Our study was approved by the human research ethics committees of the University of Sydney (2018/882), the University of Queensland (2019000037), and Curtin University (HRE2019‐0083), and by ethics committees for each participating school, including the NSW Department of Education (SERAP no. 2019006), the Catholic Education Diocese of Bathurst, the Catholic Schools Office Diocese of Maitland–Newcastle, Edmund Rice Education Australia, the Brisbane Catholic Education Committee (373), and Catholic Education Western Australia (RP2019/07).


Of the 6640 year 7 students in 71 schools with parental permission to participate who completed the baseline survey (intervention: 3610 students; control: 3030 students) (Box 1; Supporting Information, table 1), 6454 (97.2%) completed at least one follow‐up survey (intervention: 3502, 97.0%; control: 2952, 97.4%), and 5698 (85.8%) two or more follow‐up surveys (intervention: 3040, 84.2%; control: 2658, 87.7%).

Secondary outcomes at baseline, by follow‐up survey participation

The proportion of students who completed at least one follow‐up survey who did not meet the fruit guidelines at baseline was smaller than for those who did not (23.8% v 33.5%; OR, 0.62; 95% CI, 0.47–0.82). The reported mean daily television time (2.7 [SD, 2.6] hours v 3.5 [SD, 3.5] hours; P < 0.001) and electronic device use time (3.1 [SD, 3.0] hours v 3.8 [SD, 3.6] hours; P < 0.001) was lower for those who completed at least one follow‐up survey. The mean alcohol‐related harm score was lower for the participants who completed at least one follow‐up survey (5.3 [SD, 6.8] v 6.04 [SD, 6.4]; P = 0.015), as was mean daytime sleepiness score (13.8 [SD, 6.1] v 15.6 [SD, 6.4]; P < 0.001); a larger proportion reported difficulty falling asleep (61.5% v 52.0%; OR, 1.47; 95% CI, 1.11–1.95) (Supporting Information, tables 2, 3).

The likelihood of no follow‐up data was similar for the Health4Life and control groups for all secondary outcomes except discretionary food risk, fruit intake, and vegetable intake (Supporting Information, table 4).

Change in secondary outcomes over 24 months, by study arm

All measures of alcohol and tobacco use increased in both groups between the baseline and 24‐month surveys. The proportion of control group participants who reported binge drinking increased from 0.45% (95% CI, 0.27–0.77%) at baseline to 5.9% (95% CI, 5.0–7.0%) at 24 months; in the intervention group it increased from 0.55% (95% CI, 0.35–0.86%) to 6.7% (95% CI, 5.7–7.7%). The mean reported number of days in the past 30 days on which participants used alcohol (24 months: control, 0.39 [95% CI, 0.28–0.50] days; intervention: 0.52 [95% CI, 0.40–0.65] days) or tobacco (24 months: control, 0.33 [95% CI, 0.21–0.45] days; intervention: 0.48 [95% CI, 0.34–0.61] days) also increased between baseline and 24 months, as did the mean reported alcohol‐related harm score (24 months: control, 6.89 [95% CI, 6.18–7.60]; intervention: 7.60 [95% CI, 6.88–8.32]) (Box 2, Box 3).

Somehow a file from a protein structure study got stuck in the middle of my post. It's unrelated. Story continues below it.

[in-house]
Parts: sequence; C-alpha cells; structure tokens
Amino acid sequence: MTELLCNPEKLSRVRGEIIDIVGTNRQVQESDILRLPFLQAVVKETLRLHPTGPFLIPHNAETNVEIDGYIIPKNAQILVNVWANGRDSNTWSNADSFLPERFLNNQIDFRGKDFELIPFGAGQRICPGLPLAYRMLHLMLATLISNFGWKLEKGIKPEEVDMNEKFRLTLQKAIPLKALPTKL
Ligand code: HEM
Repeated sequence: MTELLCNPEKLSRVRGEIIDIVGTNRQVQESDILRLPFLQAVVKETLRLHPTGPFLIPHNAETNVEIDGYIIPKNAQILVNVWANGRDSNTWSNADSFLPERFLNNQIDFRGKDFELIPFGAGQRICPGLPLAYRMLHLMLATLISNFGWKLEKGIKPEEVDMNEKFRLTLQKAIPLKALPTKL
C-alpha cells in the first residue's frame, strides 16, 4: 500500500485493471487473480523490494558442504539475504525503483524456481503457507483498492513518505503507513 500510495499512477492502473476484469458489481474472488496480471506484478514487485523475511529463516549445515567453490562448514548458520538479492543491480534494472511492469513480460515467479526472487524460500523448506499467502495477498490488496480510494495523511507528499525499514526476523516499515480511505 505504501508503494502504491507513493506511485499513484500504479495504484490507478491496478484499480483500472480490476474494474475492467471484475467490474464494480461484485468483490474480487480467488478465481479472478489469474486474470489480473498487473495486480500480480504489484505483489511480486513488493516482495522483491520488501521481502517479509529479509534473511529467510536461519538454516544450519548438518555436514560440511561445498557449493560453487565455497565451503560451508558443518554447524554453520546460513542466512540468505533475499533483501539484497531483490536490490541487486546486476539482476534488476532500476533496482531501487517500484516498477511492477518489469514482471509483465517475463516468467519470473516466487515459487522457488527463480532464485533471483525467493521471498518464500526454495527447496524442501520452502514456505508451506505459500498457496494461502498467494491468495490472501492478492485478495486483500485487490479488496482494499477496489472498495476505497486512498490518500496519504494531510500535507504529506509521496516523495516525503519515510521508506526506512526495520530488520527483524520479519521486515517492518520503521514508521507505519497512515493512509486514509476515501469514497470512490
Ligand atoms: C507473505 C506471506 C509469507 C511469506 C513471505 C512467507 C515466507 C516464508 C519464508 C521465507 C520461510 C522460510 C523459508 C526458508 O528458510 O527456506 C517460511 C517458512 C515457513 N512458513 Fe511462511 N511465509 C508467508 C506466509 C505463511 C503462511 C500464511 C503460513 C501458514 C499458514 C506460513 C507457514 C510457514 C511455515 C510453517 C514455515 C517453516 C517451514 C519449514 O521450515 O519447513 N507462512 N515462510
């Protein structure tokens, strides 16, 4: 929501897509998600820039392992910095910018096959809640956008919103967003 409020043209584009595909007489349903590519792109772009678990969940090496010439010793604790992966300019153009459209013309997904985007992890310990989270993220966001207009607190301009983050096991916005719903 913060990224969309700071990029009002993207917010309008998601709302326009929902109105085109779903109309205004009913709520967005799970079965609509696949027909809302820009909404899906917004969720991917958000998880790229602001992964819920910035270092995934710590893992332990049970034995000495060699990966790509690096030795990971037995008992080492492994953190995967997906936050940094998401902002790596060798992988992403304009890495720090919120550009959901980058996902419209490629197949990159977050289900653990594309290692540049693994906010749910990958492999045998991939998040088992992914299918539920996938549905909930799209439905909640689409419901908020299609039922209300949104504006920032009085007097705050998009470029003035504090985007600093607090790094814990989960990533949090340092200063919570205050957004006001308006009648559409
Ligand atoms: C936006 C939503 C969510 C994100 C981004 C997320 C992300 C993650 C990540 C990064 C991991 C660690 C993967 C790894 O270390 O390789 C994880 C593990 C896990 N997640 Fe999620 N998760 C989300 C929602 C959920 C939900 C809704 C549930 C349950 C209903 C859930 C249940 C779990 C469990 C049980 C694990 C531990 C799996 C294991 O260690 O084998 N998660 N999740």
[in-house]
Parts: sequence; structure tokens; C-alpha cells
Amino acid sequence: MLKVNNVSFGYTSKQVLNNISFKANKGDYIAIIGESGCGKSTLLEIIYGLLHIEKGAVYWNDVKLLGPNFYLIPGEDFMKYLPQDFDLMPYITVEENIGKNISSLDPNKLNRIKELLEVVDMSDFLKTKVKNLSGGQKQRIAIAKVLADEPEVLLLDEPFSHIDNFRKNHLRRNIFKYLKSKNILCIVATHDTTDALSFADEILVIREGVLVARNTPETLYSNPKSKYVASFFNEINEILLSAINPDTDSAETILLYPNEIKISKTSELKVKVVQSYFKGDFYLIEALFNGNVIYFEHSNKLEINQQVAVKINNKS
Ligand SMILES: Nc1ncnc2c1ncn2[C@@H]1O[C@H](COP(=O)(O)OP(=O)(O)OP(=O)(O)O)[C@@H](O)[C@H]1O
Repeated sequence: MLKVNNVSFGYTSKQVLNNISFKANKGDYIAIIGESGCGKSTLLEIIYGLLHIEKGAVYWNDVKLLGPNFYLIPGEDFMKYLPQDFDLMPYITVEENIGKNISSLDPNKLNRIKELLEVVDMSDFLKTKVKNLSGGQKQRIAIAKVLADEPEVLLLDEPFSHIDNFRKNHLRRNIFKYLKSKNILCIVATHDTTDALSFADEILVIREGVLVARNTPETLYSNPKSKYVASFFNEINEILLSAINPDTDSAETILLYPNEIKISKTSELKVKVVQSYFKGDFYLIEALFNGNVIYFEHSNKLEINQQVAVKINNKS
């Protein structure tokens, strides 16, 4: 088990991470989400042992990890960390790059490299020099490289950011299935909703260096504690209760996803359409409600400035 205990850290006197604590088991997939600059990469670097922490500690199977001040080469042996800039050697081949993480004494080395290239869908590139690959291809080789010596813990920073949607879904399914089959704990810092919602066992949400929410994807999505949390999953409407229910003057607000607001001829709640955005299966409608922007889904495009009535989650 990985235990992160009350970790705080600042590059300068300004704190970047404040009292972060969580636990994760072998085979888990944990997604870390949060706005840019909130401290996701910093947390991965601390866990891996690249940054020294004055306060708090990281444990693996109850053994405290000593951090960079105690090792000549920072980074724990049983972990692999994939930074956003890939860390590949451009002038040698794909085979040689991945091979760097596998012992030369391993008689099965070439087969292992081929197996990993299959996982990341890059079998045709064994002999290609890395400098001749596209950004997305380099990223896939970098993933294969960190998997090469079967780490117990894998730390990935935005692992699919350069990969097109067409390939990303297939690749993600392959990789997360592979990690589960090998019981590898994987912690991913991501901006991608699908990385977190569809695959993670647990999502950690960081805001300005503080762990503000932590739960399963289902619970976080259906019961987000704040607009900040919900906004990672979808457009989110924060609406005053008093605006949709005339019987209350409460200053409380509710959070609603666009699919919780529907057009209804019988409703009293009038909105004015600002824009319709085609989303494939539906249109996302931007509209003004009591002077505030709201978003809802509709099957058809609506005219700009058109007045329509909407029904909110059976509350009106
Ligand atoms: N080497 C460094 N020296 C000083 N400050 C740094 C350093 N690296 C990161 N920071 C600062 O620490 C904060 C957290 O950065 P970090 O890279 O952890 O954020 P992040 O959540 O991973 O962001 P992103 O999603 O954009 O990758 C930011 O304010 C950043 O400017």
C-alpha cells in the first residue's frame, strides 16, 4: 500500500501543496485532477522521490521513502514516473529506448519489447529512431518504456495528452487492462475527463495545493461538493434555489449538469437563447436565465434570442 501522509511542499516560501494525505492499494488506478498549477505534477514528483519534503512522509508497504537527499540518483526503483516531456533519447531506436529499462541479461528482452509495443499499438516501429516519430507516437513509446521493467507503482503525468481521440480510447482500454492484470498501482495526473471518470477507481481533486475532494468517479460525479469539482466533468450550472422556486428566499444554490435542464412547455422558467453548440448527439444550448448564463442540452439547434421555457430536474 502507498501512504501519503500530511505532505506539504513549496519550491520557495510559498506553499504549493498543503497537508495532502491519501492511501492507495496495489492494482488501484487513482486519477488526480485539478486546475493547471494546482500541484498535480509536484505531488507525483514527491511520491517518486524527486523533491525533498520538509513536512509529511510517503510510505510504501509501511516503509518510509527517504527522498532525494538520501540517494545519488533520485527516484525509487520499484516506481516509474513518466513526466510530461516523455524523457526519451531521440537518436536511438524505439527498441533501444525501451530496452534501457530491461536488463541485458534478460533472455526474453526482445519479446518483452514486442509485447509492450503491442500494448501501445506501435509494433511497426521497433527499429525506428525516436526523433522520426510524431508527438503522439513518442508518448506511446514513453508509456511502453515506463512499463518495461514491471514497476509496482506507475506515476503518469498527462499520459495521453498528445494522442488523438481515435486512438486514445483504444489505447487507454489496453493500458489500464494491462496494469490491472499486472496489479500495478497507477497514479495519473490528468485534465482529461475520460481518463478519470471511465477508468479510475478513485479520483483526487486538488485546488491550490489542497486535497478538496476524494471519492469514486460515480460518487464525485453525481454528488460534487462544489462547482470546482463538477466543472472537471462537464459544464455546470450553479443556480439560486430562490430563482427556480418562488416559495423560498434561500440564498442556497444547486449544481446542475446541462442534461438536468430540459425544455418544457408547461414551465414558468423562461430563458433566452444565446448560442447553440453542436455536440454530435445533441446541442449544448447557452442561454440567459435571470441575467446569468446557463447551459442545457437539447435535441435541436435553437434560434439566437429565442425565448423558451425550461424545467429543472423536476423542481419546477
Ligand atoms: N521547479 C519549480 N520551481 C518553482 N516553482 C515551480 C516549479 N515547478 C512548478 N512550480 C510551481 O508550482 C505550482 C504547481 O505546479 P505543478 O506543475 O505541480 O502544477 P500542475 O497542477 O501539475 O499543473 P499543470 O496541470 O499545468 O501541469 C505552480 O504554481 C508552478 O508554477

The proportion of students who did not meet fruit intake guidelines increased over time (24 months: control, 30.6% [95% CI, 28.7–32.6%]; intervention: 33.5% [95% CI, 31.7–35.5%]), but not that of those who did not meet vegetable intake guidelines (24 months: control, 87.7% [95% CI, 86.3–89.0%]; intervention: 89.3% [95% CI, 88.0–90.4%]). The proportions reporting light physical activity five or more times a week declined slightly (24 months: control, 58.8% [95% CI, 56.8–60.8%]; intervention: 59.2% [95% CI, 57.2–61.1%]), as did the proportions reporting discretionary food risk (24 months: control, 37.7% [95% CI, 35.7–39.8%]; intervention: 38.1% [95% CI, 36.1–40.1%]) (Box 2).